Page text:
DEA storms house of Iraqi translator
"As soon as I opened the door, somebody grabbed me and took me outside and put me on the grass," Ramsey Tossa told a local Fox affiliate. “The first thing I thought was they were terrorists who want to kill me because I served in Iraq.” Tossa had formerly worked overseas as a military translator but has since retired to Detroit where he resides with his family.
It seemed the most logical reason why men with guns had dragged him and his family outside their home in the early morning hours with lasers pointed at them.
“I kept asking, what’s going on?” said Tossa. “And they held my neck to the ground so I can’t talk.”
When the assailants finally identified themselves, Tossa learned that they were not Iraqi terrorists, but American ones. They were agents from the Drug Enforcement Administration and they were serving a search warrant without putting all too much thought into it.
The DEA says that the house has been listed as a mailing address for the landlord’s son, whom the government has suspected of drug charges. Though the alleged criminal doesn’t actually reside in the home, DEA officials neglected to investigate and instead stormed into the house, ripping the Tossa family from their beds. The Tossas say they want answers, but the DEA argues they had likely cause to search the house.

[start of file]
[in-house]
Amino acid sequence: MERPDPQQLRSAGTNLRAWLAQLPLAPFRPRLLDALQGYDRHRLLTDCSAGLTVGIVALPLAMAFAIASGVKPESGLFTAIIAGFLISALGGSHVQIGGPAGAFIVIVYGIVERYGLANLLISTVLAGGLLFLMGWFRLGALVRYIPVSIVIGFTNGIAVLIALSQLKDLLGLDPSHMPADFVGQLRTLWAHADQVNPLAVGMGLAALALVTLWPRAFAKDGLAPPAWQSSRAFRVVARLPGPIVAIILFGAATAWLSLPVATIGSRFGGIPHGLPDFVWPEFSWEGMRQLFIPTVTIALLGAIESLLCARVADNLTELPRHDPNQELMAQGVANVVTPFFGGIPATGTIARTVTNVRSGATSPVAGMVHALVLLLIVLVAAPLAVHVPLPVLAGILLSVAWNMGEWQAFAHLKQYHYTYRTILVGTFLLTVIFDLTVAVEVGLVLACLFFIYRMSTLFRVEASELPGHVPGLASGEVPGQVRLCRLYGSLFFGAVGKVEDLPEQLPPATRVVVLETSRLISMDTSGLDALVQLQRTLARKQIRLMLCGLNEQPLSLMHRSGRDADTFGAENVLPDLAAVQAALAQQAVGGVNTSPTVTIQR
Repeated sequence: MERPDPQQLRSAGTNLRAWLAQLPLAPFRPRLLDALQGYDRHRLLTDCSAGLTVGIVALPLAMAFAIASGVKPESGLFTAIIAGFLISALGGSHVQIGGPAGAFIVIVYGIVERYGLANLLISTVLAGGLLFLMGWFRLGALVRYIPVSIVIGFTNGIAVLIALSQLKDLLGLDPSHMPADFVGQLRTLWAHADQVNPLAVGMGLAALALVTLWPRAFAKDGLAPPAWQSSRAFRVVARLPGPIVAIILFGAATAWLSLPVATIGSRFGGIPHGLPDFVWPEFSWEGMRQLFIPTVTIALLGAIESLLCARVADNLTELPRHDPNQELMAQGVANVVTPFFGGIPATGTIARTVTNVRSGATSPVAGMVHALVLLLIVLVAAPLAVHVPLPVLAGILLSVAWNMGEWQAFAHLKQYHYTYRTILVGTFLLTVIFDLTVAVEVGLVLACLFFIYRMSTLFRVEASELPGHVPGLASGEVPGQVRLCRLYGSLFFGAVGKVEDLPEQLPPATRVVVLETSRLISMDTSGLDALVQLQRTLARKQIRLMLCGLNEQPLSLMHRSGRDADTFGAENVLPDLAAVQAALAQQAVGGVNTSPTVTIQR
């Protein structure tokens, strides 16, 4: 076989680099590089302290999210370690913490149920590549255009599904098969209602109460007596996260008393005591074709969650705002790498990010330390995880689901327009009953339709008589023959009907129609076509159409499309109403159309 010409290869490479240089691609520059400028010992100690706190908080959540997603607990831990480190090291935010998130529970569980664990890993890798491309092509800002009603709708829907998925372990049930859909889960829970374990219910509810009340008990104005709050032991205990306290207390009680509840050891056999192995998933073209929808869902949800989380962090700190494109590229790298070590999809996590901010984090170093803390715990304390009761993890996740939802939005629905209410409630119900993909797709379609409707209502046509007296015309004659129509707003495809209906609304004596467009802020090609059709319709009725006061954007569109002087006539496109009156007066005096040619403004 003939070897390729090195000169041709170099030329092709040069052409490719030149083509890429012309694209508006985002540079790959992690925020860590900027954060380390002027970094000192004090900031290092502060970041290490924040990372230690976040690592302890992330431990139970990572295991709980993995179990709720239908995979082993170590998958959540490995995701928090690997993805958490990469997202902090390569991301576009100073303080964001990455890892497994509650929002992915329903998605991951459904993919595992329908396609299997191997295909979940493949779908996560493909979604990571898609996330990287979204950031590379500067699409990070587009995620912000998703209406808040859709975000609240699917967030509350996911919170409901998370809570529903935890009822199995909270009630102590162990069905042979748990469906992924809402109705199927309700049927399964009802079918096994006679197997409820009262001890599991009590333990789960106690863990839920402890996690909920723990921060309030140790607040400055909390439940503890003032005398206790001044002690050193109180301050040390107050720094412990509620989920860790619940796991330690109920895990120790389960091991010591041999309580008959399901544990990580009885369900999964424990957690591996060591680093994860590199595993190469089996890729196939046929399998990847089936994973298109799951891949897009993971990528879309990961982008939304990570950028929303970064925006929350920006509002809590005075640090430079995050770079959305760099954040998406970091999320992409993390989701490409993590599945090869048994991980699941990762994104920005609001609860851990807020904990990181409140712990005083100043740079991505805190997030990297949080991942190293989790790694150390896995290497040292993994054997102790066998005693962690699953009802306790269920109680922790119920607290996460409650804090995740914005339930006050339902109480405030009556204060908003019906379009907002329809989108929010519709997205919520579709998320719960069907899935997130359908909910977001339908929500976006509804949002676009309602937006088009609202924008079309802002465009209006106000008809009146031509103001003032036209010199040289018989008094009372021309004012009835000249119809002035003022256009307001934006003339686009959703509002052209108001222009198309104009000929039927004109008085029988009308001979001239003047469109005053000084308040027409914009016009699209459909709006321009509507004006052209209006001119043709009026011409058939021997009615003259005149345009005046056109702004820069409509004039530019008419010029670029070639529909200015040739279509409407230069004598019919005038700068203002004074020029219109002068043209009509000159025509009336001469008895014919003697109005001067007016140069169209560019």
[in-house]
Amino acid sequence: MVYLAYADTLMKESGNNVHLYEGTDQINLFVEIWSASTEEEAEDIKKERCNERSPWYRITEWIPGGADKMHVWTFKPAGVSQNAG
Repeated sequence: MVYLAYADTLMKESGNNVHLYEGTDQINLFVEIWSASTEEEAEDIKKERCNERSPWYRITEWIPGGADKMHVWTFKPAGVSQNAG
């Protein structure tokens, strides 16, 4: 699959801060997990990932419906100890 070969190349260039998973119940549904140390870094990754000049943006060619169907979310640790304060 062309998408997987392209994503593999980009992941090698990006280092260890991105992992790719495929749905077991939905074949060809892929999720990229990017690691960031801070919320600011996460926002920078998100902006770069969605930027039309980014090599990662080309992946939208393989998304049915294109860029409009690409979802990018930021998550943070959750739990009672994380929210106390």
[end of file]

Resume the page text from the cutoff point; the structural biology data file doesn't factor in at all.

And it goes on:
“Before they raid any house, they should have more information,” Tossa tells My Fox Detroit. “Not rumors.”
The Detroit incident that has left the Tossas traumatized isn’t the only like it as of late. A SWAT team raid carried out in Tuscon, Arizona in May resulted in a former Marine being gunned down in front of his family. Jose Guerena reached for a gun when he heard men outside his house at 9:30 in the morning on a spring morning. He had no reason to believe that they were members of a SWAT team, but before they could investigate or identify themselves, they blasted 60 bullets into Guerena’s body.
The Reason Foundation’s Radley Balko has long investigated improper raids by government agencies and has revealed that these incidents are all too commonplace. The SWAT team in Maryland was deployed an average of 4.5 times per day in 2009, and in Prince George’s County, an area of 850,000 residents, 94 percent of those deployments were used to serve search warrants, not the high-profile, violent stand-offs often associated with the SWAT.
The DEA, writes Balko, is guilty of overzealous breaking and entering, too. Following an incident earlier this year in which a wrong door raid resulted in DEA agents pointing a machine gun at a 13-year-old girl and her pet poodle, the officers later issued an apology, but only barely.
"We sincerely regret that while attempting to execute an arrest warrant for a member of this drug trafficking organization, the innocent McKay family was inadvertently affected by this enforcement operation," responded John P. Gilbride, special agent in charge of the Drug Enforcement Administration, in a statement after that incident that took place in Hudson Valley.
After that incident earlier this year, Balko blogged that reporters are finally “seeking out critics, and they're starting to view the cops' after-the-fact excuses and explanations with more skepticism.”
“That’s a start,” says Balko. But for the Tassos and Guerenas, this beginning to an eventual end cannot come soon enough.